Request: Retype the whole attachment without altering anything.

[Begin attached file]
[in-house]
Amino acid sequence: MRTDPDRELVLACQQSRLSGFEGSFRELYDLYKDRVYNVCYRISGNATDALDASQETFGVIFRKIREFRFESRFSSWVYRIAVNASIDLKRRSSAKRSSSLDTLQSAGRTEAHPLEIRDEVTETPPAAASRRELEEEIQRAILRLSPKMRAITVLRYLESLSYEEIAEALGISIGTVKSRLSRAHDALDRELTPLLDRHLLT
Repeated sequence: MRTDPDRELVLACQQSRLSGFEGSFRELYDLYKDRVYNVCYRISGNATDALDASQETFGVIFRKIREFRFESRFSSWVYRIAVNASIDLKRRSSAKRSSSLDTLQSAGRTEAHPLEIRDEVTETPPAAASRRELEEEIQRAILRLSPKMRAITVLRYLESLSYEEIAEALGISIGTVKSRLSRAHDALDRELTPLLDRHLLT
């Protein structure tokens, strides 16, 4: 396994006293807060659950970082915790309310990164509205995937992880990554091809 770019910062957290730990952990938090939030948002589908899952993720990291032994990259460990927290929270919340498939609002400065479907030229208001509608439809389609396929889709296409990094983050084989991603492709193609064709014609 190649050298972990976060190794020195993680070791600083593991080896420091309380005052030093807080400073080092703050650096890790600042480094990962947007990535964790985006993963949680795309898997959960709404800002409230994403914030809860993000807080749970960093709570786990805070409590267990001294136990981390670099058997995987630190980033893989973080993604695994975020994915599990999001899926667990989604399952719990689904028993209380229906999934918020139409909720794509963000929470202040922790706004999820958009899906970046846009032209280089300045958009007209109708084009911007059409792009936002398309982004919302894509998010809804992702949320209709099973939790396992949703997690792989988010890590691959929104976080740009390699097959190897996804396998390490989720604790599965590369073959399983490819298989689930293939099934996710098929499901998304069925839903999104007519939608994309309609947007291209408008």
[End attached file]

[in-house]
Amino acid sequence: MRTDPDRELVLACQQSRLSGFEGSFRELYDLYKDRVYNVCYRISGNATDALDASQETFGVIFRKIREFRFESRFSSWVYRIAVNASIDLKRRSSAKRSSSLDTLQSAGRTEAHPLEIRDEVTETPPAAASRRELEEEIQRAILRLSPKMRAITVLRYLESLSYEEIAEALGISIGTVKSRLSRAHDALDRELTPLLDRHLLT
Repeated sequence: MRTDPDRELVLACQQSRLSGFEGSFRELYDLYKDRVYNVCYRISGNATDALDASQETFGVIFRKIREFRFESRFSSWVYRIAVNASIDLKRRSSAKRSSSLDTLQSAGRTEAHPLEIRDEVTETPPAAASRRELEEEIQRAILRLSPKMRAITVLRYLESLSYEEIAEALGISIGTVKSRLSRAHDALDRELTPLLDRHLLT
């Protein structure tokens, strides 16, 4: 396994006293807060659950970082915790309310990164509205995937992880990554091809 770019910062957290730990952990938090939030948002589908899952993720990291032994990259460990927290929270919340498939609002400065479907030229208001509608439809389609396929889709296409990094983050084989991603492709193609064709014609 190649050298972990976060190794020195993680070791600083593991080896420091309380005052030093807080400073080092703050650096890790600042480094990962947007990535964790985006993963949680795309898997959960709404800002409230994403914030809860993000807080749970960093709570786990805070409590267990001294136990981390670099058997995987630190980033893989973080993604695994975020994915599990999001899926667990989604399952719990689904028993209380229906999934918020139409909720794509963000929470202040922790706004999820958009899906970046846009032209280089300045958009007209109708084009911007059409792009936002398309982004919302894509998010809804992702949320209709099973939790396992949703997690792989988010890590691959929104976080740009390699097959190897996804396998390490989720604790599965590369073959399983490819298989689930293939099934996710098929499901998304069925839903999104007519939608994309309609947007291209408008």